That first sentence is blatantly false and shows that Brown didn’t take time to read the law. Patrons at SC breweries can sample “no more than four brands of beer brewed at the licensed premises” per day. If a beer is above 8 percent ABW, the pour is limited to 2 ounces. Anything below 8 percent, you get 4 ounces to try. So saying “people … can only have four two-ounce samples of beer with less than 8 percent alcohol content” is flat-out wrong and again grossly misinforms the reader. Brown again focuses solely on the high-alcohol portion of the current law.
As part of floor debate on the measure Wednesday, some House members expressed concern that the higher limits in Cole’s bill could cause some brewery visitors to become intoxicated.
Rep. Rick Quinn, a Republican from Lexington, said drinking 64 ounces of beer with 14 percent alcohol would be the same as consuming 19 domestic beers.
Responding to Quinn’s comments, Democratic Rep. Gilda Cobb-Hunter of Orangeburg said, “That is a pretty severe buzz.”
At this point, I began to physically bang my head on the table. Those paragraphs show the extreme ignorance and misunderstanding so much of South Carolina’s population has toward the craft beer community, and highlights precisely the mentality that needs to change in this state.
No one – NO ONE – goes to a brewery with the intended goal of getting drunk. And if they do, they’re an idiot and not someone who actually appreciates the quality and care that goes into making craft beer. It isn’t an issue now with the current cap on volume per visitor and it won’t be if the Pint Bill passes. Why? Because that is not the culture of craft beer drinkers.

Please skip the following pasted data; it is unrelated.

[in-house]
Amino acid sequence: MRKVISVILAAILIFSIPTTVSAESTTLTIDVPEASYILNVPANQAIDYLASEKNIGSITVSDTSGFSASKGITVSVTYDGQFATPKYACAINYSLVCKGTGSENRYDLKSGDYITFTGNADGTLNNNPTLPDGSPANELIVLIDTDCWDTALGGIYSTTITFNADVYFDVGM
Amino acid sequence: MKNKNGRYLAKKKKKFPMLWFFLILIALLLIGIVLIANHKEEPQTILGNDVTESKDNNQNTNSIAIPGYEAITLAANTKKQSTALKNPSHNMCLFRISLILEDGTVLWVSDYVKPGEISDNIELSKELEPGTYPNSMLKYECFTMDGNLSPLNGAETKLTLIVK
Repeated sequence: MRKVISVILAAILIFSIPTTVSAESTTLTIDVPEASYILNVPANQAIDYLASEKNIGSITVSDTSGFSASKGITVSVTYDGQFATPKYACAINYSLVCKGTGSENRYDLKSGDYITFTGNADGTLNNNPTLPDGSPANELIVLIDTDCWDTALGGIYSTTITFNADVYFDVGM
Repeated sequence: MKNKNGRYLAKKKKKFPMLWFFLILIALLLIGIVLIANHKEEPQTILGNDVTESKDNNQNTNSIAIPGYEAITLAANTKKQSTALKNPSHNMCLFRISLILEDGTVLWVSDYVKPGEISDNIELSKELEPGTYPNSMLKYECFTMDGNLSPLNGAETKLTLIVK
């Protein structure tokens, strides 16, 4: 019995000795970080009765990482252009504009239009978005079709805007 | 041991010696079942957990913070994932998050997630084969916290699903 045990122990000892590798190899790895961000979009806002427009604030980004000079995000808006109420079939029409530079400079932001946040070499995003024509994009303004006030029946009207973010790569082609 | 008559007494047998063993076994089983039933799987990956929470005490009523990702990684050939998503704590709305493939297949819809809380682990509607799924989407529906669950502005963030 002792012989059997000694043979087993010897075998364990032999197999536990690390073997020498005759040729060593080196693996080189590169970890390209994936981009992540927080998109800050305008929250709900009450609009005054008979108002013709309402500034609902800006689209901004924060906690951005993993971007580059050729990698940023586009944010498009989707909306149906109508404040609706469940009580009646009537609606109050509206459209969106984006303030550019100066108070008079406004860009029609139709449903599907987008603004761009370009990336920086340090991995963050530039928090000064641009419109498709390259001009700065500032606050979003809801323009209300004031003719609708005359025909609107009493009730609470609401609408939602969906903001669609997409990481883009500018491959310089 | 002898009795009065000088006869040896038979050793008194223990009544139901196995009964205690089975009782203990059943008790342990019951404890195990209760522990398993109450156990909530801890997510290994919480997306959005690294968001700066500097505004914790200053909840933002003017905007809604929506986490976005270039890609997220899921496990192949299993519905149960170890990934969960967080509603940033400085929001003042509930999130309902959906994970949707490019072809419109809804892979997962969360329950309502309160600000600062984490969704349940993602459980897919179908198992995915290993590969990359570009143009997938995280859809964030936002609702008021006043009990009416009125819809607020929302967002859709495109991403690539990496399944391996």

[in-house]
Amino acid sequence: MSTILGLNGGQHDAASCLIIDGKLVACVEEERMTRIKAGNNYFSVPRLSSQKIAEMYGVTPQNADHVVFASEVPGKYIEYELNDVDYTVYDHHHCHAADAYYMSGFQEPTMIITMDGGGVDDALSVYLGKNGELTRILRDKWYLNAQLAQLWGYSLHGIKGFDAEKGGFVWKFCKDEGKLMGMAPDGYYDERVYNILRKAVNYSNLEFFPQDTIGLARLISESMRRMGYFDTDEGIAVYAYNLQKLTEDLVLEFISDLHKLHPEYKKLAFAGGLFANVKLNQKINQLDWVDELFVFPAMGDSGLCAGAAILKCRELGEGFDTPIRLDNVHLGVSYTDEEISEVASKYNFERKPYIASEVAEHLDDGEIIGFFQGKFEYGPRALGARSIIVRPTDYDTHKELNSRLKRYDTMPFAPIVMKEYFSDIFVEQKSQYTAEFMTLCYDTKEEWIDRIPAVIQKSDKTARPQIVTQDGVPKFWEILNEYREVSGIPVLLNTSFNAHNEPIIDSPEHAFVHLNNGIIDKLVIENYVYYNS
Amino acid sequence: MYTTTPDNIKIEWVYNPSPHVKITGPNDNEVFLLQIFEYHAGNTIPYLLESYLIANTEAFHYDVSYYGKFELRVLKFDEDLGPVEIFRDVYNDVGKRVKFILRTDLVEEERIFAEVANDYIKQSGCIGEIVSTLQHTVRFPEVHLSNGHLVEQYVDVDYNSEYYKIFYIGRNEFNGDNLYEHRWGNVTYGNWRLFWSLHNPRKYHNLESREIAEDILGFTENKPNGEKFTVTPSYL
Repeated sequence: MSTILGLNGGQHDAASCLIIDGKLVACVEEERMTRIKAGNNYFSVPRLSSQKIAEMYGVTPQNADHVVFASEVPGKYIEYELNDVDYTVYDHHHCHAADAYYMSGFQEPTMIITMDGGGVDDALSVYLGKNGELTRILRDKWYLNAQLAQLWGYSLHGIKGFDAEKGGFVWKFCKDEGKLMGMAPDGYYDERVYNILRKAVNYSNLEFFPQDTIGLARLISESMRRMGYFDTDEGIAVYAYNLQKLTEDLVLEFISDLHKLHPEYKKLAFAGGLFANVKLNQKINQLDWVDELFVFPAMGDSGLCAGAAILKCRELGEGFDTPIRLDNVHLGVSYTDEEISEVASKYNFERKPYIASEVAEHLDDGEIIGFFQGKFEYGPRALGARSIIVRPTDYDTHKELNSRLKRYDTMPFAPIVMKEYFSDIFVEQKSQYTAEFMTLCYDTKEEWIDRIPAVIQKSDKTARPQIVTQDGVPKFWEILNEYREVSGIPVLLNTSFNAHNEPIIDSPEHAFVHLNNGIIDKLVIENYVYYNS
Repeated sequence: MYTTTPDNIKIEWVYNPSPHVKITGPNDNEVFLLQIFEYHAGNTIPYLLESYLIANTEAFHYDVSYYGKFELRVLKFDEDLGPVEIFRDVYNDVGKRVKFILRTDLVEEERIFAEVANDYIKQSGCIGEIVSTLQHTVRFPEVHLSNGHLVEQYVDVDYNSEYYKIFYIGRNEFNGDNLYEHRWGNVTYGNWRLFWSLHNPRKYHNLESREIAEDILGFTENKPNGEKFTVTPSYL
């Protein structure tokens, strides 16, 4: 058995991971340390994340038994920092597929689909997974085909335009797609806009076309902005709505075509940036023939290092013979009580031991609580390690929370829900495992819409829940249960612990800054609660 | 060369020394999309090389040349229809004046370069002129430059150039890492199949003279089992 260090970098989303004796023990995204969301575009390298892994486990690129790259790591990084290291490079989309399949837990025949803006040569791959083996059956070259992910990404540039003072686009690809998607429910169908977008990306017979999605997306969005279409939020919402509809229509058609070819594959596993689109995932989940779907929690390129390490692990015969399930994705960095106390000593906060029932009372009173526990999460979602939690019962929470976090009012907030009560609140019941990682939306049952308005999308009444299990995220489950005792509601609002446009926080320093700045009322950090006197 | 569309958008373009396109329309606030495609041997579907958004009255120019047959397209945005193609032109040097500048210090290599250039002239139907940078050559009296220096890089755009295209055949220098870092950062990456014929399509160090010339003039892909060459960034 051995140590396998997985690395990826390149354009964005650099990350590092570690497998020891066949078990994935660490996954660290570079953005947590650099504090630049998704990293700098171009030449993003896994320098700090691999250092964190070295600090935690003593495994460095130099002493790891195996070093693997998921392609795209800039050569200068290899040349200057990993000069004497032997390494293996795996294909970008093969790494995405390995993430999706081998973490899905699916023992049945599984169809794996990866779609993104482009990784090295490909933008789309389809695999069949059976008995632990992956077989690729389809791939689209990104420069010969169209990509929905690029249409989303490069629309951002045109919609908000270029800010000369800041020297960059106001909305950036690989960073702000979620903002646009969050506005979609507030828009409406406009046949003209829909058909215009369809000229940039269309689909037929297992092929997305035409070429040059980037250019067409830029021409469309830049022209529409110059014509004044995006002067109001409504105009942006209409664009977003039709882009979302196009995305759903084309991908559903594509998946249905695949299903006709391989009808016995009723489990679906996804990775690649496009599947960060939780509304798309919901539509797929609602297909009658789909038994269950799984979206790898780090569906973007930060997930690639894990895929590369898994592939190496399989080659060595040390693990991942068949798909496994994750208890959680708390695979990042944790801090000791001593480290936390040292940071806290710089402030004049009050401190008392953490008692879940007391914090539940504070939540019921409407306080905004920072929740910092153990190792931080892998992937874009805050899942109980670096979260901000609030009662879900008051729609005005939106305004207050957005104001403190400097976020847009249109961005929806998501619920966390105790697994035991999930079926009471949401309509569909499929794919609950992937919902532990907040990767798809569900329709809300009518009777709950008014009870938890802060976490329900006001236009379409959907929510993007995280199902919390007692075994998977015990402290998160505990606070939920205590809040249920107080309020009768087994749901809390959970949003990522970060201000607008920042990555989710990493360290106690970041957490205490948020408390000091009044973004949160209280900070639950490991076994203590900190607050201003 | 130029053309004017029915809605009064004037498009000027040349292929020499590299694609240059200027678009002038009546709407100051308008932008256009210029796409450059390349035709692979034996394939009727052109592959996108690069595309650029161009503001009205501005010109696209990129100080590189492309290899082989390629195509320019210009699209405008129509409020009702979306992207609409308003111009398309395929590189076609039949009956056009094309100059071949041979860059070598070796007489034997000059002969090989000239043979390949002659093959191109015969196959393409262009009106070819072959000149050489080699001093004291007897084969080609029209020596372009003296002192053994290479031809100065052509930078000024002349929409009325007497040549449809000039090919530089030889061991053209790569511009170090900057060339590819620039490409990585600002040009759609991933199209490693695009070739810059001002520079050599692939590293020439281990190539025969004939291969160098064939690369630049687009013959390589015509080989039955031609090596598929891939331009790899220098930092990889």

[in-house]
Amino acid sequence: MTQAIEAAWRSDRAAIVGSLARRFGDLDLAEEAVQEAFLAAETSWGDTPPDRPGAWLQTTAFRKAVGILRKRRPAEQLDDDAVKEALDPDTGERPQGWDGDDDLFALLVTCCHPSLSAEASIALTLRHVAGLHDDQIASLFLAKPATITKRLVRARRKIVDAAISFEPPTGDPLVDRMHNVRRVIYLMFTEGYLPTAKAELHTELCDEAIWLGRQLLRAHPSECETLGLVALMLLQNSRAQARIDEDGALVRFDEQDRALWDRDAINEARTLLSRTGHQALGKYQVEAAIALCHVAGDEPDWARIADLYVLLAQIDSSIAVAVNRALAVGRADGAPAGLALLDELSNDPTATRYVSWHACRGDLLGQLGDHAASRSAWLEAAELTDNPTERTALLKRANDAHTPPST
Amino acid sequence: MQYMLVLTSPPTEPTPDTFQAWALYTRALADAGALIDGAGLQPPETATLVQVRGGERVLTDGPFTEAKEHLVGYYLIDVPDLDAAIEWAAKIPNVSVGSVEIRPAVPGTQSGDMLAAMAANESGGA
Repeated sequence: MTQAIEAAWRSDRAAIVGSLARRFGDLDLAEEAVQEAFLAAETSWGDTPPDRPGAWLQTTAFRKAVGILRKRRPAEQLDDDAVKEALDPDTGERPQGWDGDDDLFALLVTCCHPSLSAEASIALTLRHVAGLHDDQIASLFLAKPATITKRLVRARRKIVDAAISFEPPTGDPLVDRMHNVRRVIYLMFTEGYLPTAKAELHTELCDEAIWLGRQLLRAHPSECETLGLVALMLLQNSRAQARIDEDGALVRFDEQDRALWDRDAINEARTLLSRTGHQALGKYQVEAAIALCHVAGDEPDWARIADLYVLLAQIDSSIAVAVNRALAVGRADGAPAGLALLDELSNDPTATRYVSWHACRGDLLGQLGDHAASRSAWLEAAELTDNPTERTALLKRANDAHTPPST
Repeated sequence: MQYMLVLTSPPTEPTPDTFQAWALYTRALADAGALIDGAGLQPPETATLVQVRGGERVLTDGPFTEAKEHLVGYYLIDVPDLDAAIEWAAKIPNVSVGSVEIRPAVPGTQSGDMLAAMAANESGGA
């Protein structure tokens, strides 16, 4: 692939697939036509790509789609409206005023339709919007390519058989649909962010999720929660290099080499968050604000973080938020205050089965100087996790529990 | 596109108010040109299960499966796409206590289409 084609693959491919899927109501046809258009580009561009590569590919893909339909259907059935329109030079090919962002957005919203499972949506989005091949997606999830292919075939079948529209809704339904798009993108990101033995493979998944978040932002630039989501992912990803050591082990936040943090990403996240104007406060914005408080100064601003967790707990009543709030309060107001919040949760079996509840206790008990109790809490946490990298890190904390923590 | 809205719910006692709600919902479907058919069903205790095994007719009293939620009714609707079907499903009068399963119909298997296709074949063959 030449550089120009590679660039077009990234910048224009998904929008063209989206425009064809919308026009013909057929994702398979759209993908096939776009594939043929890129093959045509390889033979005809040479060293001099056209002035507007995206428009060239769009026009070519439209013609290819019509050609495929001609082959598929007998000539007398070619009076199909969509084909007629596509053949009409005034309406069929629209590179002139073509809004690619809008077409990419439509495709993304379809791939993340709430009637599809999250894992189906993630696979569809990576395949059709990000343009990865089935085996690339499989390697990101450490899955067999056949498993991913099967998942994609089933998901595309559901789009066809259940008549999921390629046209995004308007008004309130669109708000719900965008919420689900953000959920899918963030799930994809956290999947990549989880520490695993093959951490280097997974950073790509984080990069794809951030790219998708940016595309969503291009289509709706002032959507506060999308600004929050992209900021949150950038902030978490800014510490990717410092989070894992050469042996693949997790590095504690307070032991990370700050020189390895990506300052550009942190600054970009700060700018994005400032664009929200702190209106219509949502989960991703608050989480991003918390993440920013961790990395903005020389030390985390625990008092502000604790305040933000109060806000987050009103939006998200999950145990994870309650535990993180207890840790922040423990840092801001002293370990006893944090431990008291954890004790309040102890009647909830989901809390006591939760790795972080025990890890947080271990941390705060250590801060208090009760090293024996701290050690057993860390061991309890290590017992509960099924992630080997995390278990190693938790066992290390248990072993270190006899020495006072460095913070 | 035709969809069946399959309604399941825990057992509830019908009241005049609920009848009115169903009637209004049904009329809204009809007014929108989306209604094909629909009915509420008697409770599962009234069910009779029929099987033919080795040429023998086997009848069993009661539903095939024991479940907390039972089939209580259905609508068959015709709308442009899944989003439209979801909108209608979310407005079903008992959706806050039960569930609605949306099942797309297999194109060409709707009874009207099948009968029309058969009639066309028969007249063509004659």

We – that being craft beer fans – go to breweries to get educated on how each one does things differently. We go to see what special techniques and methods each respective brewery uses in the brewing of its beer. We go to sample new and inventive local beers and to meet like-minded individuals. We don’t go to get smashed. If we wanted to, we could go to any bar in any city in any state and do that. We go to breweries to experience, share and enjoy, not get tanked.
Let’s say the Pint Bill passes and I visit a brewery that does have a 14% ABW beer on tap. Should I choose to order that beer, it would likely be the only full pint I’d have there, and I’d spend a good bit of time drinking it. Sure, the end result could be that I might get drunk, but chances are high either I or whoever was also enjoying a beer that high in alcohol would make sure to pace ourselves and not get drunk.
(Note: Quinn’s proposed amendment – which would basically leave the current law unchanged – failed to pass by a vote of 64-49. A little too close for comfort, though.)
Brown doesn’t bother to mention the extra liability brewers and breweries will take on if the Pint Bill passes. Brewery owners know full well they’re at fault if a patron at their establishment dies or kills someone due to drunken driving, and I’d expect they’d do everything in their power to prevent that from happening. Like any good bartender, brewers know when to cut someone off when they’ve had too much and call them a cab. If anything, the new law would make brewery employees become even more vigilant and mindful of their patrons.
As I mentioned before, the biggest issue I have with this article is Brown’s perpetuation and promotion of the ignorance most people in this state have toward breweries and the state’s craft beer culture. That ignorance and misunderstanding is glaring in the comments on the story, which includes these gems:
May as well take the rest of the session off if they can’t do anything but pass bills to allow more drunks or should I say drunker people on the roads. They should be trying to get rid of alcohol and nicotine.
Should be amended to require each brewery to administer a breathalyzer to people as they leave.